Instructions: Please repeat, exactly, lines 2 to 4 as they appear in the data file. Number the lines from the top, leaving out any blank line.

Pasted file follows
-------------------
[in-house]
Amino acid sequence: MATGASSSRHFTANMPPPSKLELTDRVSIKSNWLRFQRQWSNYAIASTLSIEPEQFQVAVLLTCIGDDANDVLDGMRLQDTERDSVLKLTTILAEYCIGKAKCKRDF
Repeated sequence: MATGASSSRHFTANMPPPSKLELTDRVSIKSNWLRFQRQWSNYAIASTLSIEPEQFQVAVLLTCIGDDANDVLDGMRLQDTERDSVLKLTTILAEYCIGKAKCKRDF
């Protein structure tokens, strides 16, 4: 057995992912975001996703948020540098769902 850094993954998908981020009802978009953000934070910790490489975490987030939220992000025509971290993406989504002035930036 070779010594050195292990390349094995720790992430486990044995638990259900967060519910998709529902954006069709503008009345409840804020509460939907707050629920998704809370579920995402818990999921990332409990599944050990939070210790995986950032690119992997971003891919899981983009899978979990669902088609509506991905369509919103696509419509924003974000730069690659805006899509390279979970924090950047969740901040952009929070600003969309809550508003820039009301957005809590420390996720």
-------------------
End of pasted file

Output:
Amino acid sequence: MATGASSSRHFTANMPPPSKLELTDRVSIKSNWLRFQRQWSNYAIASTLSIEPEQFQVAVLLTCIGDDANDVLDGMRLQDTERDSVLKLTTILAEYCIGKAKCKRDF
Repeated sequence: MATGASSSRHFTANMPPPSKLELTDRVSIKSNWLRFQRQWSNYAIASTLSIEPEQFQVAVLLTCIGDDANDVLDGMRLQDTERDSVLKLTTILAEYCIGKAKCKRDF
């Protein structure tokens, strides 16, 4: 057995992912975001996703948020540098769902 850094993954998908981020009802978009953000934070910790490489975490987030939220992000025509971290993406989504002035930036 070779010594050195292990390349094995720790992430486990044995638990259900967060519910998709529902954006069709503008009345409840804020509460939907707050629920998704809370579920995402818990999921990332409990599944050990939070210790995986950032690119992997971003891919899981983009899978979990669902088609509506991905369509919103696509419509924003974000730069690659805006899509390279979970924090950047969740901040952009929070600003969309809550508003820039009301957005809590420390996720």